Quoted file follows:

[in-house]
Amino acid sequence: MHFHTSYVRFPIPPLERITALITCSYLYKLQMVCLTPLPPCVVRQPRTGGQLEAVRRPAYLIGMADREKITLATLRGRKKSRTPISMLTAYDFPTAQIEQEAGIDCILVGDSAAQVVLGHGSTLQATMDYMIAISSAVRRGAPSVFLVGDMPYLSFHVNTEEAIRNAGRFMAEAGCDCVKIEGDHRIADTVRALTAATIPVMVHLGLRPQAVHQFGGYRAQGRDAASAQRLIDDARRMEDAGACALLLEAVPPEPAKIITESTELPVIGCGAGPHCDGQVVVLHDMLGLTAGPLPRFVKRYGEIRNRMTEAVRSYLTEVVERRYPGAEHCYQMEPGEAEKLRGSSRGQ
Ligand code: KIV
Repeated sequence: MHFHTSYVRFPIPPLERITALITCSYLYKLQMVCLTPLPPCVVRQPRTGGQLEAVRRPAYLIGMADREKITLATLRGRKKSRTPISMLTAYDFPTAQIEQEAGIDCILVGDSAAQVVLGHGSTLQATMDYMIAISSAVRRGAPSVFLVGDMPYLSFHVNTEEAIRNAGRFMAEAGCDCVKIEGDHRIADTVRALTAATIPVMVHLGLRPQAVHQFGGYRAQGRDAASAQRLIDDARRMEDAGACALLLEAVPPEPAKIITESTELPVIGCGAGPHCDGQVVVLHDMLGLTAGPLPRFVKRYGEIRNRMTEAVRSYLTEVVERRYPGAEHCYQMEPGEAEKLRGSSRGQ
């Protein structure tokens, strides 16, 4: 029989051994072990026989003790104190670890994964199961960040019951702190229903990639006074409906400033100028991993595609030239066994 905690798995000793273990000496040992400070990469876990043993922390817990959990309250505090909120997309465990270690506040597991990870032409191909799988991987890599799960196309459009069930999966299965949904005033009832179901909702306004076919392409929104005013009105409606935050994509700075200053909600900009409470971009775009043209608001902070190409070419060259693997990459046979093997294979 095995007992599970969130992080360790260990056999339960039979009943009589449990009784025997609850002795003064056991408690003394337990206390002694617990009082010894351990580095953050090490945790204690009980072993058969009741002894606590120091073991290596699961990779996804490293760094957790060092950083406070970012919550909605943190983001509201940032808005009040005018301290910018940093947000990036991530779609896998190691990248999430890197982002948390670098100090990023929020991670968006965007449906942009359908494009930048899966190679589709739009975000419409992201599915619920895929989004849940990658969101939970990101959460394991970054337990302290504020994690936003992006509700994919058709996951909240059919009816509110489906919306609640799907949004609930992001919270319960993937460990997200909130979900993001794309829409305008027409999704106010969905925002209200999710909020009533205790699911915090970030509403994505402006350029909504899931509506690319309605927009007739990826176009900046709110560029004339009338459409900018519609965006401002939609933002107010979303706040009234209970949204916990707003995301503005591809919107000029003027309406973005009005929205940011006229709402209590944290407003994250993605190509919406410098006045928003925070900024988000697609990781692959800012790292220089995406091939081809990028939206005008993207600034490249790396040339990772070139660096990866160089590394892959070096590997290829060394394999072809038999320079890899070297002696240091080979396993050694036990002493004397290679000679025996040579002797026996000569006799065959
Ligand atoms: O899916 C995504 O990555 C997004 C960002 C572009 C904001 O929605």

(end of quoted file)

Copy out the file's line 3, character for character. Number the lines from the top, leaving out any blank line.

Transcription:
Ligand code: KIV